Photo courtesy of Joyce Holland-Gladwish

Flora and Fauna of Morghew Park Estate

Morghew Park Estate is home to a wide variety of plants and animals, both common and uncommon. The 2000 acre Estate is comprised of a range of habitats, from the traditional Wealden uplands (small fields, hawthorn hedges and oak trees) down to classic marshland (larger fields, dykes and willow beds). These, as well as approximately 200 acres of mature and ancient woodland, provide perfect conditions for some of our favourite creatures, browse the gallery below to meet some of our wild residents.

Reed Bunting (Emberiza schoeniclus)

'Sparrow-sized but slim with a long, deeply notched tail, the male has a black head, white collar and a drooping moustache. Females and winter males have a streaked head. In flight the tail looks black with broad, white edges.

Reed buntings are predominantly a farmland and wetland bird. Typically found in wet vegetation but has recently spread into farmland and, in winter, into gardens. When singing the male usually perched on top of a bush, or reed' (RSPB, 2021).

Male Reed Bunting (Emberiza schoeniclus) 2021 Joyce Holland-Gladwish

Marsh Harrier (Circus aeruginosus)

'The largest of the harriers, the marsh harrier can be recognised by its long tail and light flight with wings held in a shallow 'V'. It is distinguishable from other harriers by its larger size, heavier build, broader wings and absence of white on the rump. Females are larger than males and have obvious creamy heads.

Its future in the UK is now more secure than at any time during the last century, but historical declines and subsequent recovery means it is an Amber List species. Marsh harriers are a Schedule 1 listed bird on The Wildlife and Countryside Act.

[They] are mainly found in eastern and south-east England, with some in the north-west, south-west and Scotland. They can be seen over reedbeds and marshes, as well as farmland near wetlands' (RSPB, 2021).

Female Marsh Harrier (Circus aeruginosus) 2021 Joyce Holland-Gladwish

Jay (Garrulus glandarius)

'Although they are the most colourful of the crow family, jays are actually quite difficult to see. They are shy woodland birds, rarely moving far from cover. The screaming call usually lets you know a jay is nearby and it is usually given when a bird is on the move, so watch for a bird flying between the trees with its distinctive flash of white on the rump. Jays are famous for their acorn feeding habits and in the autumn you may see them burying acorns for retrieving later in the winter.

You can find Jays across most of the UK, except northern Scotland. Lives in both deciduous and coniferous woodland, parks and mature gardens... Often seen flying across a woodland glade giving its screeching call, it becomes more obvious in autumn when it may fly some distance in the open in search of acorns' (RSPB, 2021).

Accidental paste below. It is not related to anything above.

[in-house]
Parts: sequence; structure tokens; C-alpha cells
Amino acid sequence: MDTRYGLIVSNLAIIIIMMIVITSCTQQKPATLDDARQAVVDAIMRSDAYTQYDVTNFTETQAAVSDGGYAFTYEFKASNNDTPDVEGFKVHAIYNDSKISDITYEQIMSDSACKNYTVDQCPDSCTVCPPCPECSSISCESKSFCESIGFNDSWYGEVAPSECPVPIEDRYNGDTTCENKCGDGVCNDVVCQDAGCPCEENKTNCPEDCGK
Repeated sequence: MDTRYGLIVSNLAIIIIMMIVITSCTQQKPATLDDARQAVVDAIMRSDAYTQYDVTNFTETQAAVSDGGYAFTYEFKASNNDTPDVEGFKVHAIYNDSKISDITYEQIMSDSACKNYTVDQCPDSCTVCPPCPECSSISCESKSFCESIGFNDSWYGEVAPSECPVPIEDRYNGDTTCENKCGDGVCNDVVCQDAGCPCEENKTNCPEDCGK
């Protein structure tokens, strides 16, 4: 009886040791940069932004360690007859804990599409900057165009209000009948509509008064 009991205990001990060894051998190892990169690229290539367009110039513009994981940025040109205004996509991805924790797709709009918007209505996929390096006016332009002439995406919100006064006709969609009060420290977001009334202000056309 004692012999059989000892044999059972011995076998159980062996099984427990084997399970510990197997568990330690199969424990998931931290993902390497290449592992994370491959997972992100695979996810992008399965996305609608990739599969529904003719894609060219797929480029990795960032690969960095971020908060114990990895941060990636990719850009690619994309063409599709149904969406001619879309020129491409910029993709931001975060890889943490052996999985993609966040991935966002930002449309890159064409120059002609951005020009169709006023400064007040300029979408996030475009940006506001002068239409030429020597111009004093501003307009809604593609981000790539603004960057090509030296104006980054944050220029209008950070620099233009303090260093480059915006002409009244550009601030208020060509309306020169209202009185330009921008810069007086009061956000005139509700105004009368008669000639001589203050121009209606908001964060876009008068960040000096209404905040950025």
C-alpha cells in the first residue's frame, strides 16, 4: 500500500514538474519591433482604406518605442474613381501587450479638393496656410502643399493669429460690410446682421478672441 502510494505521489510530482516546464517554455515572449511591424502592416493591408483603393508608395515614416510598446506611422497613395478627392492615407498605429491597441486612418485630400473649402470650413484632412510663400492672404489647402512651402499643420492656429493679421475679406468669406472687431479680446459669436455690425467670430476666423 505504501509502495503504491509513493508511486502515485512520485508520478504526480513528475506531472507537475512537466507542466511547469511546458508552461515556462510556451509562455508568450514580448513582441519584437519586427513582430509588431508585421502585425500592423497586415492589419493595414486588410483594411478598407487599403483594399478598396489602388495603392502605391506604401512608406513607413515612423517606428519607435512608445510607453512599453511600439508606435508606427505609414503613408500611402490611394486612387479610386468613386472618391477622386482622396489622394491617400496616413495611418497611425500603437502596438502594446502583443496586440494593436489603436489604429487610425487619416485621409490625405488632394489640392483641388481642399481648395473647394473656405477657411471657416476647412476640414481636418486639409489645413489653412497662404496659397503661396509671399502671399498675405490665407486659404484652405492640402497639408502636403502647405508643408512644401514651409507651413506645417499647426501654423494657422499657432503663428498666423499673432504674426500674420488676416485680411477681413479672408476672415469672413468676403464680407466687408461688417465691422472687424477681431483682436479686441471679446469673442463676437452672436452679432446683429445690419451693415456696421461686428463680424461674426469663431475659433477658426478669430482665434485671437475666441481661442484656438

Jay (Garrulus glandarius) 2021 Joyce Holland-Gladwish

Early Purple Orchid (Orchis mascula)

The Early Purple Orchid 'adapts to a variety of habitats and can be found in hay meadows, woodland and often on roadside verges. It occurs mostly on non-acidic soils, and is also found in ancient woodland (especially coppice), chalk downland, grassy banks, limestone pavements and cliff-top grassland. It is widely distributed across the UK and Ireland. The Early Purple Orchid was once a common plant, found in a variety of habitats. Sadly, these have also been places where urban development and modern farming methods have taken their toll. Although it is still found at sites throughout the UK it is by no means as abundant as it once was' (Plantlife, 2021).

Early Purple Orchid (Orchis mascula) 2021 Joyce Holland-Gladwish

Yellow Wagtail (Motacilla flava)

'The yellow wagtail is a small, graceful, yellow and green bird, with a medium-length tail and slender black legs. It spends much time walking or running in the ground. As its name implies, it wags its tail from time to time.

It is a summer visitor, migrating to winter in Africa. It breeds in a variety of habitats in the UK, including arable farmland, wet pastures and upland hay meadows. Serious declines in breeding numbers across all of these habitats place the yellow wagtail on the red list of birds of conservation concern' (RSPB, 2021).

Yellow Wagtail (Motacilla flava) 2021 Joyce Holland-Gladwish